Stinging nettles are usually regarded as annoying weeds: they leave itchy pustules on the skin when they come into contact and are particularly annoying when you roam the countryside in shorts. Nevertheless, the nettle is a very useful plant that is often used in the kitchen, naturopathy and in the garden.
The stinging nettle is a real cosmopolitan because it is found all over the world. It shows on each continent where the soil is particularly rich in nitrogen. That is why they are counted among the indicator plants, from which conclusions can be drawn about the soil conditions.
The stinging nettle genus includes around 45 different species and is used in a variety of ways around the world. It is possible, for example, to obtain a kind of “linen” from its fibres, like from flax. Our nettle season starts around April.
The effect of stinging nettle: bacterial inhibitor and nutrient bomb
The stinging nettle contains an active ingredient in its leaves that inhibits the growth of bacteria. In the past, a handful of nettle leaves were added to freshly milked milk to make it last longer. Some foods such as fresh meat or fish used to be wrapped in nettle leaves to extend their shelf life.
The garden weed contains more vitamin C than citrus fruits and is also rich in minerals such as iron, potassium and magnesium and phytochemicals such as flavonoids. The flavonoids, together with the potassium, ensure the draining effect of the nettle leaves. Surprisingly, stinging nettles are also high in protein, so the leaves have some added value and are worth trying in the kitchen.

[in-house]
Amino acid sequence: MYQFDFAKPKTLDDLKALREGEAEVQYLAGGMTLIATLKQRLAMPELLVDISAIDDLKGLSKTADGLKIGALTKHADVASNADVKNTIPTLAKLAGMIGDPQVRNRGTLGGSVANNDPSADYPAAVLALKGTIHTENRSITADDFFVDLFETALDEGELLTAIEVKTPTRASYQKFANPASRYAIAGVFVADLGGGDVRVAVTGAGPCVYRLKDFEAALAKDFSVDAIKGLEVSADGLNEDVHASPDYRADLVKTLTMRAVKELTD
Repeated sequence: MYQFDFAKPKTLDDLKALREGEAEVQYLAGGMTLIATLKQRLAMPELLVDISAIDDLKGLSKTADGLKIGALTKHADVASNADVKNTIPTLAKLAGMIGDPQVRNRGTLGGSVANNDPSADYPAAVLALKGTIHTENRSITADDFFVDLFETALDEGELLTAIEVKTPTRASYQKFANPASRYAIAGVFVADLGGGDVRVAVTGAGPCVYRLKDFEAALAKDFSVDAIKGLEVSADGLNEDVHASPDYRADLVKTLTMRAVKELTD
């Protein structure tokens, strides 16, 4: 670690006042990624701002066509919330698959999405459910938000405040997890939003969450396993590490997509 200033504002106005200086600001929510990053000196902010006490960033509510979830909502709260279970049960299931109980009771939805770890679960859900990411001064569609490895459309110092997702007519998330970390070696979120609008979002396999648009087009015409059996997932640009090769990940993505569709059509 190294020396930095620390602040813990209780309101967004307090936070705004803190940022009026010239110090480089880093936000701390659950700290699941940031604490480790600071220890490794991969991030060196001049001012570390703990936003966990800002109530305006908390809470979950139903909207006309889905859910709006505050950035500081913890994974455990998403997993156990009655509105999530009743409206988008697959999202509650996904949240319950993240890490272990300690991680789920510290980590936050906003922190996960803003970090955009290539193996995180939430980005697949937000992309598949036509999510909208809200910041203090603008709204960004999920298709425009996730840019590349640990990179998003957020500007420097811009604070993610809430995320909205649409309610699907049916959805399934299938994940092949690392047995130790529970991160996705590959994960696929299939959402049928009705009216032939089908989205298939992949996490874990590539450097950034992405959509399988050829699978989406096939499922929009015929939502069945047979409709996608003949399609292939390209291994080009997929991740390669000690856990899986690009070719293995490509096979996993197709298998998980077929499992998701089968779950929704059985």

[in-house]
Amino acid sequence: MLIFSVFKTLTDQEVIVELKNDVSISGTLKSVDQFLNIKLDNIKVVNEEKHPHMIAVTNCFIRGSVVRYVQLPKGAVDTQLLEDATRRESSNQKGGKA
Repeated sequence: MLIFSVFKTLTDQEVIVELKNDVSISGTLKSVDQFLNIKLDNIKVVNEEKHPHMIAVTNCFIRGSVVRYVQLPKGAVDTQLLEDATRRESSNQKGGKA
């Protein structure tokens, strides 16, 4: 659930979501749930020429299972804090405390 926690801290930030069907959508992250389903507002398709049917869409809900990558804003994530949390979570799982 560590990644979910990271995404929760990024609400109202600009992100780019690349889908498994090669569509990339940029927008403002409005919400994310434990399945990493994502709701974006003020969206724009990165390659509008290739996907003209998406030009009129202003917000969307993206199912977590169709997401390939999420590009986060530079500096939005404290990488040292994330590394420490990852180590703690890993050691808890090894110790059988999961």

100 g of fresh nettle leaves contain a similar amount of protein as the same amount of fresh legumes, namely up to 8 g. The nettle seeds are also edible and are nibbled on when roasted.
Nettle tea dehydrated
Nettle tea has a draining effect and, with constant use, helps to prevent new water retention. Nettle tea is said to have a blood-cleansing or detoxifying effect and help with detox cures. However, we could not find any scientific evidence for the usefulness of such detoxification and purification cures.
You can buy dried nettle leaves in pharmacies or health food stores. Nettle tea or ready-made tea blends containing nettles are also available in health food stores. But since the nettle grows almost everywhere, you can also harvest it yourself and hang it upside down to dry at home. The stronger the tea, the more intense the effect.
However, pure nettle tea does not have a good reputation because an infusion of dry leaves has a rather “musty” aroma. You can prevent this by brewing fresh leaves or rounding off dried nettle leaves with some lemon peel zest. The nettle tea even tastes almost sparkling.
Nettle seed superfood?
Theoretically, every part of the stinging nettle can be eaten, so it is not surprising that naturopathy has recommended nettle seeds for generations. They are said to have an aphrodisiac effect on both men and women. This is not the only reason why the seeds are now touted as a superfood: their high protein content and low fat content also make nettle seeds attractive.
As a crispy topping, they refine smoothies, yoghurt and muesli. Their supposedly invigorating, strengthening and “detoxifying” effect has not been scientifically proven, but the roasted seeds are definitely delicious.